But here are some caveats. First, you have to emulate work of GC, i.e. put all allocated memory to special list, and free all allocated memory in test_suite::after(). Second, you have to manually emit sequentially consistent memory fence between every volatile store and volatile load. Third, you have to manually initialize all variables to default value (0). Fourth, there is no such thing as data race, so you have to define all variables as std::atomic, this will effectively disable data race detection mechanizm. Well, actually you can use rl::var variables, if you know that there must be no concurrent accesses to variable, this will enable some automatic error detection wrt data races.
Sounds not very cool... So I'm going to add built-in support for Java and CLI. Then user would have to define something like RL_JAVA_MODE/RL_CLI_MODE, and get all those things out-of-the-box. But yes, it still will be C++ library. What do you think?

Dmitriy V'jukov
RafSchietekat
Black Belt
40 Views

Sounds cool!

I think that it would take a bit more to model Java volatiles, because they're also mutually sequentially consistent (right?), which on typical hardware probably means that they have to be sequentially consistent with everything (are there any exceptions?). So would you be able to test the memory model as defined and not as mapped to the hardware running the test?

Dmitry_Vyukov
Valued Contributor I
40 Views

Raf_Schietekat:
Sounds cool!


Thank you ;)

Raf_Schietekat:
I think that it would take a bit more to model Java volatiles, because they're also mutually sequentially consistent (right?), which on typical hardware probably means that they have to be sequentially consistent with everything (are there any exceptions?). So would you be able to test the memory model as defined and not as mapped to the hardware running the test?


Completely! Memory model is modelled entirely programmatically.
I'm running the tests on x86 hardware, but I'm able to test program against relaxed C++0x memory model, i.e. not total store order, relaxed interlocked operations and so on.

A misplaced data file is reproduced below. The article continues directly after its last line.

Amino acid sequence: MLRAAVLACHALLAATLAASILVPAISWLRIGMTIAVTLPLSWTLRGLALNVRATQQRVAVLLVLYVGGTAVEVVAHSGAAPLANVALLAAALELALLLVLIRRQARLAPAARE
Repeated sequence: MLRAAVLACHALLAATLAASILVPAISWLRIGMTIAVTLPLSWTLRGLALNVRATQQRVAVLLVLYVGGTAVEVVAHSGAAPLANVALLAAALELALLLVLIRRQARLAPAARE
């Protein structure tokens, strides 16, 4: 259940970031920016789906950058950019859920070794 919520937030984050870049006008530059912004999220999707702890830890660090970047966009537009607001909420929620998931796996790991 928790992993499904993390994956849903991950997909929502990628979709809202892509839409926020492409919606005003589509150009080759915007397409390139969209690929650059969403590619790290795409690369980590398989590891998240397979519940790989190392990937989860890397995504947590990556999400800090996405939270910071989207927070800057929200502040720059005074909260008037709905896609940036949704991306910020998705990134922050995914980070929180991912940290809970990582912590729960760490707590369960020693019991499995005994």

Btw, what you mean by "mutually sequentially consistent"?
As I understand Java's volatiles:
- volatile load is acquire
- volatile store is release
- and between every volatile store and volatile load must be #StoreLoad memory fence.
This basically means that "Peterson's mutex works w/o any additional memory fences". But there are no requirements for total store order to different locations.

So I can map following Java program:
volatile int x;
x = 1;
int y = x;

to C++0x this way:
std::atomic x;
x.store(1, std::memory_order_release);
std::atomic_thread_fence(std::memory_order_seq_cst);
int y = x.load(std::memory_order_acquire);
Right?

Dmitriy V'jukov
RafSchietekat
Black Belt
40 Views

I don't see how unit testing can go beyond the constraints of the hardware on which it is running? Unless you replaced the basic building blocks with a mockup that opens up the cracks, so to say, and you are testing code that sits between your own building blocks replacement and the testing framework, at the cost of considerably reduced performance? What would be the relative merits between this approach and something that tries to find flaws in a more systematic way, by reasoning about what can go wrong and/or trying to provide formal proveproof that the algorithm is correct?